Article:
There’s also the concept that the urge to write novels is a sort of literary diarrhea. Supposedly you can’t stop blathering and you have no focus. There’s also the old saw that “novels are padded short stories.” But I really don’t think that explains anything. I may waste a lot of words in a rough draft, but I’ve learned that attachment to anything yields a poor result, and I can be happy with having written passages that at least expressed something at the time, and then I can cut them in service of the force of the final work. I’m not into meandering, any more than I’m into brevity for brevity’s sake. “Whatever is appropriate” is my guideline.
When I spoke a few months ago to the Frisco (Texas) Public Library teen writer’s club and asked the ten kids which of them wanted to write novels, to my surprise all ten raised their hands. I really don’t think my high school classmates or even everyone in my college class would have done so. I think at that time we were conditioned to regard aspiring to a novel as ego-tripping, that we were too young to handle the responsibility. Today, armed with all manner of gadgets, word processing systems, access to PubIt, Kindle Direct Publishing, and other self-publishing venues, inspired by Japanese teens writing cell phone novels and the knowledge that other seventeen year-olds are publishing bestsellers, these kids, I think, may be reevaluating the old pedagogical formula.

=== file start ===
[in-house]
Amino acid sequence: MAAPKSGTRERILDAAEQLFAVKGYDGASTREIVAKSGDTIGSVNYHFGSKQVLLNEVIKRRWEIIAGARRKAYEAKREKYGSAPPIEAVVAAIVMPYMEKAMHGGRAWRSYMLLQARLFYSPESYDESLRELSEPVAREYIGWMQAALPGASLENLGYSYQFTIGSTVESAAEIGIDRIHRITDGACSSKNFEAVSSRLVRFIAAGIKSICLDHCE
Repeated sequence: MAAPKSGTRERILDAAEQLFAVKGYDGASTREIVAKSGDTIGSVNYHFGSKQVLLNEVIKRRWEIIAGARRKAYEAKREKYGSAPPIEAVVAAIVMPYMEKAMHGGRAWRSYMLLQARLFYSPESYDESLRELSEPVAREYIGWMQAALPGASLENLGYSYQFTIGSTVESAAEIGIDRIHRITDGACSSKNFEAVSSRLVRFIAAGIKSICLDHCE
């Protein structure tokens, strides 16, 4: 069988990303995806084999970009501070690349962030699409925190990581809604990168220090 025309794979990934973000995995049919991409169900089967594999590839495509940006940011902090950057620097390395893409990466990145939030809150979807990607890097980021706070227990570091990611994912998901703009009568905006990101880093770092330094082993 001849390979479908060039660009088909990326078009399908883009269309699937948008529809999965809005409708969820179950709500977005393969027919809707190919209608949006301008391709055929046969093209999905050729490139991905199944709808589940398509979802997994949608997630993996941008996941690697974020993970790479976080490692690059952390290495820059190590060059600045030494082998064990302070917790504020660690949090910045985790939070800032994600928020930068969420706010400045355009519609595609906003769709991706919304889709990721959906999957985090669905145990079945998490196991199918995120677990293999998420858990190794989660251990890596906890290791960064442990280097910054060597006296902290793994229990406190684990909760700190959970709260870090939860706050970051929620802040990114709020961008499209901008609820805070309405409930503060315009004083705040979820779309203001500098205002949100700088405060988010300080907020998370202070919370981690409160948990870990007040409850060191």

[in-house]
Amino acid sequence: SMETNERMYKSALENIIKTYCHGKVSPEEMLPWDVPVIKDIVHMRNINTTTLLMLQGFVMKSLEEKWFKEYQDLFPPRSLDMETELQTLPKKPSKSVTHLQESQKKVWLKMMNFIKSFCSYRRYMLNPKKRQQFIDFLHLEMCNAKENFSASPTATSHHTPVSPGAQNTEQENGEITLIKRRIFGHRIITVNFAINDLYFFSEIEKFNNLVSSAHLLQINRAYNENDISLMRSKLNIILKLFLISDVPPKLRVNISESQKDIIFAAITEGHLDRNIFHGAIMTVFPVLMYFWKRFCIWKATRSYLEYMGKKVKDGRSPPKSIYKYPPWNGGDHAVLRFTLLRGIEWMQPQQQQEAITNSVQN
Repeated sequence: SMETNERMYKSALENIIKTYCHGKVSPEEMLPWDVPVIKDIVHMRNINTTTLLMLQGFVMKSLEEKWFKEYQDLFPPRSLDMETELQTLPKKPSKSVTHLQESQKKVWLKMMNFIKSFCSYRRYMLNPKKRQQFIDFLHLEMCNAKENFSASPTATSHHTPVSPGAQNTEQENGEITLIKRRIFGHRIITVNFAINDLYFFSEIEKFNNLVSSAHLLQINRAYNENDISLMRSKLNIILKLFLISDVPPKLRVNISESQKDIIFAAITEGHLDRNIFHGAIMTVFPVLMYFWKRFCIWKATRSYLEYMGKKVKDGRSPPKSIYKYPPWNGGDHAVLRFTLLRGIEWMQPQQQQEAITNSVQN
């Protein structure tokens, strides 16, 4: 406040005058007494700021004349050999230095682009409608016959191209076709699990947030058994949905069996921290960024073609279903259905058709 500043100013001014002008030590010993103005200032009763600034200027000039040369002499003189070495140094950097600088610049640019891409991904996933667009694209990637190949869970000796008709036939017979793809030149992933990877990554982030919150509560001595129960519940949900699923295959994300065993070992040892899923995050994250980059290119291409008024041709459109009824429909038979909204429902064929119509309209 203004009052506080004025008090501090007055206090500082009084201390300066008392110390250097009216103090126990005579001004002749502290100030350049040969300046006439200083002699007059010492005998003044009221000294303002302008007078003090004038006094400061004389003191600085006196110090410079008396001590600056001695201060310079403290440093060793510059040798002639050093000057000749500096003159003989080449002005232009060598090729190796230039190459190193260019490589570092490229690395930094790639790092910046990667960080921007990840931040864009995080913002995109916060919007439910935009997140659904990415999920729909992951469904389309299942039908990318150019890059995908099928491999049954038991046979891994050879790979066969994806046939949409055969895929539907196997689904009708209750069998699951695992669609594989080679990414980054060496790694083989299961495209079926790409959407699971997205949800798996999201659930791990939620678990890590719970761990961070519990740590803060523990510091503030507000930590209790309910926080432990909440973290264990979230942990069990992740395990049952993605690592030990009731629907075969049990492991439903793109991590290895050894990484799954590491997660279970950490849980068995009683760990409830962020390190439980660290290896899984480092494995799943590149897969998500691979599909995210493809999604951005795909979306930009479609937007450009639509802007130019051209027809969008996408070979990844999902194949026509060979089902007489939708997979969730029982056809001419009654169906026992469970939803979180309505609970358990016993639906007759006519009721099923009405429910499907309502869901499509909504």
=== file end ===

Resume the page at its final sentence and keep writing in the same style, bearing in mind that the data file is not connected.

And more power to them! If your soul envisions the long narrative arc, go for it, write the first draft of that raw soul rough draft novel and then see where you stand. You can’t help but learn along the way. Maybe there’s some complex personal karma to grapple with. Maybe there are vast inner empires which demand a lengthy look, while attempts to produce a body of “correct” stories may leave you scattered, constantly scrounging to start over from scratch, or feeling that you must describe trivialities in an attempt to achieve poetic-sounding transcendence. I myself wrote a lot of this latter type in college!
A long narrative develops characters over time and allows a complex plot and space for investigation and experimentation. True, some novels get away from the author and wander through all sorts of nonsense. Then again, some stories seem suspiciously dumbed down and oversimplified.
A novel does take more time and effort for another reader to evaluate. But surely we can see from perusing Chapter One, and then inviting the author to tell us the best chapter and perusing that, whether the given novel is working at all, whether it’s capable of being rewritten or should be mothballed as a practice effort.